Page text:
Accidents at Work Compensation Examples

In this guide, we will look at examples of compensation amounts for accidents at work. If you’ve had an accident at work that wasn’t your fault, you could hold your employer liable for any resulting injuries and claim compensation. Follow our comprehensive guide to see examples of compensation for accidents at work and figure out how much your injury may be worth.

accidents at work compensation examples

Accidents at work compensation examples guide

In order to claim, you would need to be able to produce evidence that the injury you sustained was caused by someone else breaching their duty of care towards you. This will be explained further in this guide.

If you’re caught in an accident at work, you will likely need medical care, some of which may be charged directly to you. It’s possible you could be unable to work at all, causing a loss of income. Or it could even just make general daily activities harder, such as getting around the house or using the bathroom.

No matter your situation, our experienced team of advisors can offer free legal advice or pass you on to someone from our panel of No Win No Fee solicitors if your claim has a solid chance of success. Through us, you could make a personal injury claim and get the compensation you’re entitled to. 

Read on for more information and our extensive accidents at work compensation examples. Feel free to get in touch for further information, or to make a potential claim, at 0800 408 7825.

Select A Section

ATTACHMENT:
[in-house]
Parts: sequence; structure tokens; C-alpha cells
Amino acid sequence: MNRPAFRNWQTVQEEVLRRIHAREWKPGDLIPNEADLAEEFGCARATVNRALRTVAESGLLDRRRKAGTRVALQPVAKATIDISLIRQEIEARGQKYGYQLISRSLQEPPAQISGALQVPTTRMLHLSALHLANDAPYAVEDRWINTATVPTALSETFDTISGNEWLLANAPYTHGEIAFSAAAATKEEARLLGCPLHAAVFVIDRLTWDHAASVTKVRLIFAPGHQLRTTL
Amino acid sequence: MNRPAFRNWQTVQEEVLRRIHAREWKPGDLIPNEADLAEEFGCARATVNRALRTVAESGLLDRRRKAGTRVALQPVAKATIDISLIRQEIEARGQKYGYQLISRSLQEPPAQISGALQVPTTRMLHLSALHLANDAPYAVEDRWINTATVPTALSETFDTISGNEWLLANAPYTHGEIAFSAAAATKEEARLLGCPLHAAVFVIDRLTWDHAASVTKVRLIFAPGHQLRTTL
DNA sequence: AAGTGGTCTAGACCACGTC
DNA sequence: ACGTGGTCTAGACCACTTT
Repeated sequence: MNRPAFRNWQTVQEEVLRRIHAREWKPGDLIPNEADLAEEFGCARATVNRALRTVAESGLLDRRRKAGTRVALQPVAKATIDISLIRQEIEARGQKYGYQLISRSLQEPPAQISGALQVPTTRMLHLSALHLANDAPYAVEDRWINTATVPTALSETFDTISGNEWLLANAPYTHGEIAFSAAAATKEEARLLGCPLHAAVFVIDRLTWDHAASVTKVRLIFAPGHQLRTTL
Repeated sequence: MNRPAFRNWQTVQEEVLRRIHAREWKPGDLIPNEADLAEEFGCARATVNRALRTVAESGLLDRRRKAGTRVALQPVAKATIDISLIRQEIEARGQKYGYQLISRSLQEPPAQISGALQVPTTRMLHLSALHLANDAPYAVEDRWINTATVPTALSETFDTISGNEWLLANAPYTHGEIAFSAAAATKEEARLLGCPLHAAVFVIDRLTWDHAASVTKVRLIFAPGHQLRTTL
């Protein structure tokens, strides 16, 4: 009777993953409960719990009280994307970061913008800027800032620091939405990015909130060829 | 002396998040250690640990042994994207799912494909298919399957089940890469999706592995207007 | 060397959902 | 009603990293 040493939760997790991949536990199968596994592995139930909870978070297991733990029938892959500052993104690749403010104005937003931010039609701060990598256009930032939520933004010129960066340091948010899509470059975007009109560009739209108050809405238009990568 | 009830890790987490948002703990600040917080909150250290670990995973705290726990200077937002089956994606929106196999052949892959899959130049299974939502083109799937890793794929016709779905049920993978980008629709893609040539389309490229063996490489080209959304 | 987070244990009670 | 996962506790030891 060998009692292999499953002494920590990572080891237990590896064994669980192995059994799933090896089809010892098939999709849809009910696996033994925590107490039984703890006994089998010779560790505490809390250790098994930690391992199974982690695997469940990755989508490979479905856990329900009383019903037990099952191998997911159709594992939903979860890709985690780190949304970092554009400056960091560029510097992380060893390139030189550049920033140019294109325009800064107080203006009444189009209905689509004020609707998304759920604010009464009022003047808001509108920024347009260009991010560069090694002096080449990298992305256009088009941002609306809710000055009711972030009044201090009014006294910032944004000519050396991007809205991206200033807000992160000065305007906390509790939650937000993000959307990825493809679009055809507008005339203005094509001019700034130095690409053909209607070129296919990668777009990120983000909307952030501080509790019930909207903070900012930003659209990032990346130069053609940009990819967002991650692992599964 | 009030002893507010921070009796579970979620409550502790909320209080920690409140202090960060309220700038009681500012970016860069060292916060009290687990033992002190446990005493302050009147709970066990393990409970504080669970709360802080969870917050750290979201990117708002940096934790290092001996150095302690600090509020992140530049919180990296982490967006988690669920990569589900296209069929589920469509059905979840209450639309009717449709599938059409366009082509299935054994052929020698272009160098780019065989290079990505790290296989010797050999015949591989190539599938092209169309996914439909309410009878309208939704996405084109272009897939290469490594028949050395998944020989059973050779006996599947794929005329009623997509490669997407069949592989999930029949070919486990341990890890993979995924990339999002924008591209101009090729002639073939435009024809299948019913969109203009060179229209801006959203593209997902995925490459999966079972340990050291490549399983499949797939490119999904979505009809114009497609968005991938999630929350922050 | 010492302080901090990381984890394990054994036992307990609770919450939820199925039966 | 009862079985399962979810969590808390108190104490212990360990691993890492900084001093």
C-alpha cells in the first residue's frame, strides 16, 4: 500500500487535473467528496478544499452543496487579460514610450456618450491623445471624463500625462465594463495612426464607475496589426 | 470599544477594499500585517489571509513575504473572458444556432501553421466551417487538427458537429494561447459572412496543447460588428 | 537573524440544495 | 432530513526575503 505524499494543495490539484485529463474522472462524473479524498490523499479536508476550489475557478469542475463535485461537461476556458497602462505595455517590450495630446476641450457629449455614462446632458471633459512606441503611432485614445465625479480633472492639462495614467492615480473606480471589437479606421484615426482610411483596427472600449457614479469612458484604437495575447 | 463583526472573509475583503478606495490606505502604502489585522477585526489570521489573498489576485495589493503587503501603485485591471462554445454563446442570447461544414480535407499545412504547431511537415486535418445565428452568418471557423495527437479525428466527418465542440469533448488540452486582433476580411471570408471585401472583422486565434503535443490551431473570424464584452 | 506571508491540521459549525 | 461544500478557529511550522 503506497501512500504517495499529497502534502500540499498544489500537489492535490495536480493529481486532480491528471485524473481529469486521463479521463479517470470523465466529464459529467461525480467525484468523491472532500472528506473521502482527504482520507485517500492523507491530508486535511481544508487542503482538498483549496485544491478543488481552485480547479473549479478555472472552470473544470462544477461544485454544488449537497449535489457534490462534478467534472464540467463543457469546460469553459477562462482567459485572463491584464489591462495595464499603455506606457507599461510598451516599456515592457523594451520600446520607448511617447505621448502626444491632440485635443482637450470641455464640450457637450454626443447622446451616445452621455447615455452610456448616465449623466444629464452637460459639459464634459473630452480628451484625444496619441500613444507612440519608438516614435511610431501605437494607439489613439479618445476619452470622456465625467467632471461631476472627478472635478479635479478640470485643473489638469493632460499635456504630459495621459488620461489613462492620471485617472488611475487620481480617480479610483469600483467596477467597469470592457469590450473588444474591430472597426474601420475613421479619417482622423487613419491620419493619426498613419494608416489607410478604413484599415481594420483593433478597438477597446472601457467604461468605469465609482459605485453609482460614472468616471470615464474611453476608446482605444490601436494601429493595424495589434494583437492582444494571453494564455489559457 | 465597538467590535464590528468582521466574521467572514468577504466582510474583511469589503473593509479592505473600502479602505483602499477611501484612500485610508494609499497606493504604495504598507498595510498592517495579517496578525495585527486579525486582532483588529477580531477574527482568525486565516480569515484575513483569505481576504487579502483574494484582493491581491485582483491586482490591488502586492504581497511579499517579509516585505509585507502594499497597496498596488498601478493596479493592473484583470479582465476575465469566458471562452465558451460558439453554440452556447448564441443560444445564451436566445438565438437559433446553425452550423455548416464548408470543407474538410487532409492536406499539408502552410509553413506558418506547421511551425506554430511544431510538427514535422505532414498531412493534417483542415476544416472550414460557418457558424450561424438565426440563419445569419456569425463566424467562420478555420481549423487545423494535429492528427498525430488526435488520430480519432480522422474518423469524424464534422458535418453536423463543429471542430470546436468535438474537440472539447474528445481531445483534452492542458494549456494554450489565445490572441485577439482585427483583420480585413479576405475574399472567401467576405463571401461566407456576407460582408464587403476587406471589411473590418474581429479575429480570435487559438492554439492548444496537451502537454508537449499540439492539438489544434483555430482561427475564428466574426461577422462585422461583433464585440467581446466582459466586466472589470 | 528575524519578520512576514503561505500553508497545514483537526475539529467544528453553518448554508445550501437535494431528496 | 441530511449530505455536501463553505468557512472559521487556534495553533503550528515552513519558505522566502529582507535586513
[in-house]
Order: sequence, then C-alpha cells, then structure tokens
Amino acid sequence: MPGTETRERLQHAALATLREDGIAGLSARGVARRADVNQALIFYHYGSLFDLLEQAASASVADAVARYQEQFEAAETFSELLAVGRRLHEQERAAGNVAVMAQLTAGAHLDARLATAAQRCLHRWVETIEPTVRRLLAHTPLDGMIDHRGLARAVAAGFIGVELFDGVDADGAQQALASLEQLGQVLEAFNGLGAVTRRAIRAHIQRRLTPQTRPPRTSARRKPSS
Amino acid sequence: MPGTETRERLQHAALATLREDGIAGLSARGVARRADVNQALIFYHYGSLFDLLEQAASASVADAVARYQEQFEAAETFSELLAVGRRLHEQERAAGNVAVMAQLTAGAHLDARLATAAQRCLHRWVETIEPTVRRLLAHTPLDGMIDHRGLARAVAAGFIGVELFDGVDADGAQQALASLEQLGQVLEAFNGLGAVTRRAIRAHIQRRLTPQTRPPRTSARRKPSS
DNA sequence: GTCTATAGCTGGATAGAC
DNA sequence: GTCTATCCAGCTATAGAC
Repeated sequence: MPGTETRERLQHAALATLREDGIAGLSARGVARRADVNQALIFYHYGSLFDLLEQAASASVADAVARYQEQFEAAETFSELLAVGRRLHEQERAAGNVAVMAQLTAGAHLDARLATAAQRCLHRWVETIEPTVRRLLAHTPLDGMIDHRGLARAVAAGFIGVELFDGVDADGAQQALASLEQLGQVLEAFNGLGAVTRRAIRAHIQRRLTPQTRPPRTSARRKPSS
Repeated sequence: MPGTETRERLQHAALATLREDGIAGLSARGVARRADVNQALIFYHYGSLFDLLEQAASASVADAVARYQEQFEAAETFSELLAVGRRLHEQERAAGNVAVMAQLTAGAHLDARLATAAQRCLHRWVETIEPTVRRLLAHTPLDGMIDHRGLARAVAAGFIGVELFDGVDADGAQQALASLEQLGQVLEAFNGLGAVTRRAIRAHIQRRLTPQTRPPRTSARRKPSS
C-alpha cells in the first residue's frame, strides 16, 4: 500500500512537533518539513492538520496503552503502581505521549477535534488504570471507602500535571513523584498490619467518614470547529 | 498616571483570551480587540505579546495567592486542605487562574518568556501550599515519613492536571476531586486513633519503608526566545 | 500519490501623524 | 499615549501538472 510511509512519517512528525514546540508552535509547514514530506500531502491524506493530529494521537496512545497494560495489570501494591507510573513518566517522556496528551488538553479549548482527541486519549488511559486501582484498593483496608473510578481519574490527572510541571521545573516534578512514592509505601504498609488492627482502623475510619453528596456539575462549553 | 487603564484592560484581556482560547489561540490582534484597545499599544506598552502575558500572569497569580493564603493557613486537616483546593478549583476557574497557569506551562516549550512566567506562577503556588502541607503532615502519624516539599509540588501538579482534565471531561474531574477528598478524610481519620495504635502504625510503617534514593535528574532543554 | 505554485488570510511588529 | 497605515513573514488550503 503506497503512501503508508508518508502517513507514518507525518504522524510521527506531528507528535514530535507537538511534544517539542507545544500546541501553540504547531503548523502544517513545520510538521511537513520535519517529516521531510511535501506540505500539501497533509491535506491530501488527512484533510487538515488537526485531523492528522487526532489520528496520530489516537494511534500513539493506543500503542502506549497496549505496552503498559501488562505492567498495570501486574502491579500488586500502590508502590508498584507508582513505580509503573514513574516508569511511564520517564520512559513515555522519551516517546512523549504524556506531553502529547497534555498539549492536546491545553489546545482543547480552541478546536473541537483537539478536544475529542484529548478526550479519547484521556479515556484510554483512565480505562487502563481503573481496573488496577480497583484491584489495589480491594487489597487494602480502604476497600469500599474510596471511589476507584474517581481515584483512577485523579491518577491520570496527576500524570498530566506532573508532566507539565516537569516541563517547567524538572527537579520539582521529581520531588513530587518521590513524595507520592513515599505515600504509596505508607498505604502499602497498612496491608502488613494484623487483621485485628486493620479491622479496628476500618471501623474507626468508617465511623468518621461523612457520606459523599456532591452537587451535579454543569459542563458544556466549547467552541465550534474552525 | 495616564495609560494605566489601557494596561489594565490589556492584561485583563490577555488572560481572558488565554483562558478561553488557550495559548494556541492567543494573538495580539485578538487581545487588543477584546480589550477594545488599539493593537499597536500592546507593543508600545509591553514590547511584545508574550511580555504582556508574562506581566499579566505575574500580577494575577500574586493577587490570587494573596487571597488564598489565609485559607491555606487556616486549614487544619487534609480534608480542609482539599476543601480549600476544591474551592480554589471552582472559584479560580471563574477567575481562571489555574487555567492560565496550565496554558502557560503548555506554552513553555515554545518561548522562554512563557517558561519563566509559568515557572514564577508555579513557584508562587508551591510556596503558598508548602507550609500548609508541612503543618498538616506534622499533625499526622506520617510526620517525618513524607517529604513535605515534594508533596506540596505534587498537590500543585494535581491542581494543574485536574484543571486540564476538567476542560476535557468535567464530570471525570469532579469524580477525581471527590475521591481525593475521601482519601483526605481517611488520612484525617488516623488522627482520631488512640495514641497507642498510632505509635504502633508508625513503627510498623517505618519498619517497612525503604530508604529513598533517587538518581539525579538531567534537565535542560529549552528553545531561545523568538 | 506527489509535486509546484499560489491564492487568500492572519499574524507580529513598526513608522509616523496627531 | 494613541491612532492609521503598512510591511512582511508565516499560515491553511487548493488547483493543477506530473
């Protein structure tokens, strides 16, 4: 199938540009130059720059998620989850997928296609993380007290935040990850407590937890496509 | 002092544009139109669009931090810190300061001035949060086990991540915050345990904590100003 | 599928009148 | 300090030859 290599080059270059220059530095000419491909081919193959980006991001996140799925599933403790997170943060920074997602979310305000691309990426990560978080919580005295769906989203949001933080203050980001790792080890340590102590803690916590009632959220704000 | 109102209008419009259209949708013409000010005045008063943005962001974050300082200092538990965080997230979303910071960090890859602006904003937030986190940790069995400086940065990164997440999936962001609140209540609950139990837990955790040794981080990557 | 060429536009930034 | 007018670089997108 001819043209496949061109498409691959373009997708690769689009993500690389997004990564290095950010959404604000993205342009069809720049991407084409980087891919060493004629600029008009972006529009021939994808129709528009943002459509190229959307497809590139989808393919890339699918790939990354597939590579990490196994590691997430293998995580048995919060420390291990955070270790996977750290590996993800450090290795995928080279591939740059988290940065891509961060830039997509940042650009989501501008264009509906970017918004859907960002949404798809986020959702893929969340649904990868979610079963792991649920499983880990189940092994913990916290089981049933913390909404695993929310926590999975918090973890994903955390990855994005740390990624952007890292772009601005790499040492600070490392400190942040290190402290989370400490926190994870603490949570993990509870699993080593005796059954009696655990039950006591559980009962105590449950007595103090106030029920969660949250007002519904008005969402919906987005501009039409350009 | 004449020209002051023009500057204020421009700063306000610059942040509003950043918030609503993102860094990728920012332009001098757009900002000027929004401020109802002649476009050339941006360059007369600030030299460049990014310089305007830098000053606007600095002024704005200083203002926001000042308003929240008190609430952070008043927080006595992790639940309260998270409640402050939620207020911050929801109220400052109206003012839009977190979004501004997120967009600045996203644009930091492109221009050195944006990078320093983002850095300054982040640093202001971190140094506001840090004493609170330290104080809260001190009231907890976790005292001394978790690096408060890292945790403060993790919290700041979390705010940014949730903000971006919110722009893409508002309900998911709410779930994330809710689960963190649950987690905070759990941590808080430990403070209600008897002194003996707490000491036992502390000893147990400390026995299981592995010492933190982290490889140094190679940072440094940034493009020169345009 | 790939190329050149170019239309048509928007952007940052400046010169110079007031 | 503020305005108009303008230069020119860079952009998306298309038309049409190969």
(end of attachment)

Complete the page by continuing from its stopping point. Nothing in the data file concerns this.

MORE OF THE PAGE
1. Accidents At Work Compensation Examples
  2. Common Types Of Accidents At Work
  3. Common Causes Of Accidents At Work
  4. How Do I Claim Accident At Work Compensation?
  5. What Else Could I Be Entitled To?
  6. Accidents At Work Compensation Examples For Different Injuries
  7. Use A No Win No Fee Solicitor
  8. Further Accidents At Work Compensation Examples Claims

Accidents At Work Compensation Examples

According to the Health and Safety Executive (HSE) site, an accident is defined as a ‘separate, identifiable, unintended incident that causes physical injury’. Your employer is bound to a duty of care under the Health and Safety at Work etc. Act 1974. So if you, for example, have slipped, tripped or fallen due to a hazard (e.g. an unattended spillage) in the workplace, and broken a bone, this means they may have breached their duty of care towards you and potentially leaves them liable to pay you compensation. 

Your employer could be liable if they have not taken the appropriate measures to ensure their staff members are safe and healthy in the workplace. Employers are obliged to keep staff up to date on workplace guidelines on health and safety, necessary training (including regarding moving or heavy machinery), and the location of the accident log book. 

You should also be appropriately equipped at all times and aware of any necessary protective gear that will help keep you safe in the workplace, such as welding masks, heavy-duty gloves or other PPE. If the employer has followed the correct procedures, they may not have breached their duty of care, meaning they may not be liable.

Common Types Of Accidents At Work 

These are the most common types of accidents at work that cause non-fatal injuries to employees in Great Britain, as found in the HSE’s statistics.